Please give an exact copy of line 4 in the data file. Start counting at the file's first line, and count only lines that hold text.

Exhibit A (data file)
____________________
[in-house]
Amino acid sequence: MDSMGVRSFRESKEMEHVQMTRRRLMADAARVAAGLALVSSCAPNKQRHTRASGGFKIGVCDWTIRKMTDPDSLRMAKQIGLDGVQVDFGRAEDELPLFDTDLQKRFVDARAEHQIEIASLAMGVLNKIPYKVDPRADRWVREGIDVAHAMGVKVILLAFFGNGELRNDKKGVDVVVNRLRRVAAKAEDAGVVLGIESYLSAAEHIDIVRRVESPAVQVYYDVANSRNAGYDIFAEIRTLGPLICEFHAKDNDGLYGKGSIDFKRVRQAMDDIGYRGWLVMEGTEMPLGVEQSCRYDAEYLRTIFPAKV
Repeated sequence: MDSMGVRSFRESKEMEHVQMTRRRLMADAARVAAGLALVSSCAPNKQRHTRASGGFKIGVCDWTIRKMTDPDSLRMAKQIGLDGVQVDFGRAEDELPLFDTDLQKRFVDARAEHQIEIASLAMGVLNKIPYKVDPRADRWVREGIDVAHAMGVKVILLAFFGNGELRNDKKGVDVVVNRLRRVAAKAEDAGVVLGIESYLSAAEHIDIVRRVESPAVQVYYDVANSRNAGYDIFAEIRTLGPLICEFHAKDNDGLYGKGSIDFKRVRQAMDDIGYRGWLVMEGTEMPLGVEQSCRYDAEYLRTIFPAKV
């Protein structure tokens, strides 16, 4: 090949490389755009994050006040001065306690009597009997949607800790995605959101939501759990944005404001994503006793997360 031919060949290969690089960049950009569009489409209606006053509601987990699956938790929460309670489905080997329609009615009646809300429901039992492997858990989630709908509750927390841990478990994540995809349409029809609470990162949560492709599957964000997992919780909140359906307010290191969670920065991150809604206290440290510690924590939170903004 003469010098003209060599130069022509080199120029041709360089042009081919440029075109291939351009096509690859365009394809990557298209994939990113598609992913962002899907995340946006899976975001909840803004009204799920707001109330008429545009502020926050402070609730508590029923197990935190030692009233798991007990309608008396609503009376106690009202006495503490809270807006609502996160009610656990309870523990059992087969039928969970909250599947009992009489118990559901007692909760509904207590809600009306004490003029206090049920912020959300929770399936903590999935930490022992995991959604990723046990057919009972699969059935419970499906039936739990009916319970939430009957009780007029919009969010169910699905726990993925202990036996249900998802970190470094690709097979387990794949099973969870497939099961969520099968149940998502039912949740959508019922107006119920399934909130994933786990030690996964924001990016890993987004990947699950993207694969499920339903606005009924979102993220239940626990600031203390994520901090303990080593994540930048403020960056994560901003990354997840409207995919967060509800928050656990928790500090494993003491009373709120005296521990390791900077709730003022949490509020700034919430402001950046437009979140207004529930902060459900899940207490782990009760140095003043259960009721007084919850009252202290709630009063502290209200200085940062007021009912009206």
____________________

């Protein structure tokens, strides 16, 4: 090949490389755009994050006040001065306690009597009997949607800790995605959101939501759990944005404001994503006793997360 031919060949290969690089960049950009569009489409209606006053509601987990699956938790929460309670489905080997329609009615009646809300429901039992492997858990989630709908509750927390841990478990994540995809349409029809609470990162949560492709599957964000997992919780909140359906307010290191969670920065991150809604206290440290510690924590939170903004 003469010098003209060599130069022509080199120029041709360089042009081919440029075109291939351009096509690859365009394809990557298209994939990113598609992913962002899907995340946006899976975001909840803004009204799920707001109330008429545009502020926050402070609730508590029923197990935190030692009233798991007990309608008396609503009376106690009202006495503490809270807006609502996160009610656990309870523990059992087969039928969970909250599947009992009489118990559901007692909760509904207590809600009306004490003029206090049920912020959300929770399936903590999935930490022992995991959604990723046990057919009972699969059935419970499906039936739990009916319970939430009957009780007029919009969010169910699905726990993925202990036996249900998802970190470094690709097979387990794949099973969870497939099961969520099968149940998502039912949740959508019922107006119920399934909130994933786990030690996964924001990016890993987004990947699950993207694969499920339903606005009924979102993220239940626990600031203390994520901090303990080593994540930048403020960056994560901003990354997840409207995919967060509800928050656990928790500090494993003491009373709120005296521990390791900077709730003022949490509020700034919430402001950046437009979140207004529930902060459900899940207490782990009760140095003043259960009721007084919850009252202290709630009063502290209200200085940062007021009912009206």